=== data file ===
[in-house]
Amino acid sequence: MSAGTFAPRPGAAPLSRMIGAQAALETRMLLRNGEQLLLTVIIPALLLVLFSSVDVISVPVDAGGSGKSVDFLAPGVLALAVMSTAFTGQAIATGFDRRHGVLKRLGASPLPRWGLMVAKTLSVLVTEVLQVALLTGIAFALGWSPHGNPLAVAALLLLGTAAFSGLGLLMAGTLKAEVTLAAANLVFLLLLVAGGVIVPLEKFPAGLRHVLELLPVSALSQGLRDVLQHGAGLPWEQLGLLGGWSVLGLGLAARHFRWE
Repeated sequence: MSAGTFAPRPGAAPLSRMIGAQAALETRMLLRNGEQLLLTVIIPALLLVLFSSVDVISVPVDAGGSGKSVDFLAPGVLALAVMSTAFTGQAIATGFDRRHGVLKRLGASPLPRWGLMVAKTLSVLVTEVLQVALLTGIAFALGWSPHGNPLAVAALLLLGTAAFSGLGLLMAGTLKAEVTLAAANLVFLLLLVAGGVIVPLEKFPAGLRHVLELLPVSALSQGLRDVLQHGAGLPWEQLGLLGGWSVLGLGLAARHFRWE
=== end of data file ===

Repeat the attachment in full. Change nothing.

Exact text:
[in-house]
Amino acid sequence: MSAGTFAPRPGAAPLSRMIGAQAALETRMLLRNGEQLLLTVIIPALLLVLFSSVDVISVPVDAGGSGKSVDFLAPGVLALAVMSTAFTGQAIATGFDRRHGVLKRLGASPLPRWGLMVAKTLSVLVTEVLQVALLTGIAFALGWSPHGNPLAVAALLLLGTAAFSGLGLLMAGTLKAEVTLAAANLVFLLLLVAGGVIVPLEKFPAGLRHVLELLPVSALSQGLRDVLQHGAGLPWEQLGLLGGWSVLGLGLAARHFRWE
Repeated sequence: MSAGTFAPRPGAAPLSRMIGAQAALETRMLLRNGEQLLLTVIIPALLLVLFSSVDVISVPVDAGGSGKSVDFLAPGVLALAVMSTAFTGQAIATGFDRRHGVLKRLGASPLPRWGLMVAKTLSVLVTEVLQVALLTGIAFALGWSPHGNPLAVAALLLLGTAAFSGLGLLMAGTLKAEVTLAAANLVFLLLLVAGGVIVPLEKFPAGLRHVLELLPVSALSQGLRDVLQHGAGLPWEQLGLLGGWSVLGLGLAARHFRWE